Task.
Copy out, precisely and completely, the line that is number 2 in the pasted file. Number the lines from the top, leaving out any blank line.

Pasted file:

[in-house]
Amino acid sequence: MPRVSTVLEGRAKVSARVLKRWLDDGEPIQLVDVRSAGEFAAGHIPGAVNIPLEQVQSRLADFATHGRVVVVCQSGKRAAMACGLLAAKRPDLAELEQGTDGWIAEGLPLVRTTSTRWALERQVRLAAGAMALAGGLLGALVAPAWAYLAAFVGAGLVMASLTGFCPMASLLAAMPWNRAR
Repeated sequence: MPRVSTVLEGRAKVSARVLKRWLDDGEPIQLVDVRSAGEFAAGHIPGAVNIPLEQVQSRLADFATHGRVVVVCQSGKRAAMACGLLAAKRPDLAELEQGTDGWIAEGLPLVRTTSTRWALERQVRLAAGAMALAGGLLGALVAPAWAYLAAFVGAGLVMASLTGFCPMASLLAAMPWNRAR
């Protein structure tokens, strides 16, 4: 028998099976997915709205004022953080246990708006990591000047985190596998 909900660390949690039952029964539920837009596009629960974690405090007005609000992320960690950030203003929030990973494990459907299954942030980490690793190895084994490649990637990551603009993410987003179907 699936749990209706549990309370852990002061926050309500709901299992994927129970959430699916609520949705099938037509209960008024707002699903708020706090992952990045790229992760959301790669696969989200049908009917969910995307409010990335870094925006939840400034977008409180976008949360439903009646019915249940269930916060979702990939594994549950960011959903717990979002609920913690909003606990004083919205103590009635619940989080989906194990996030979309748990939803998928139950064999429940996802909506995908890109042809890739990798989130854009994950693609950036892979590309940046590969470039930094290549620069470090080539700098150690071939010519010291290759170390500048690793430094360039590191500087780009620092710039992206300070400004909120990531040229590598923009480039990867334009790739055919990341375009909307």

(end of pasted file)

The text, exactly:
Amino acid sequence: MPRVSTVLEGRAKVSARVLKRWLDDGEPIQLVDVRSAGEFAAGHIPGAVNIPLEQVQSRLADFATHGRVVVVCQSGKRAAMACGLLAAKRPDLAELEQGTDGWIAEGLPLVRTTSTRWALERQVRLAAGAMALAGGLLGALVAPAWAYLAAFVGAGLVMASLTGFCPMASLLAAMPWNRAR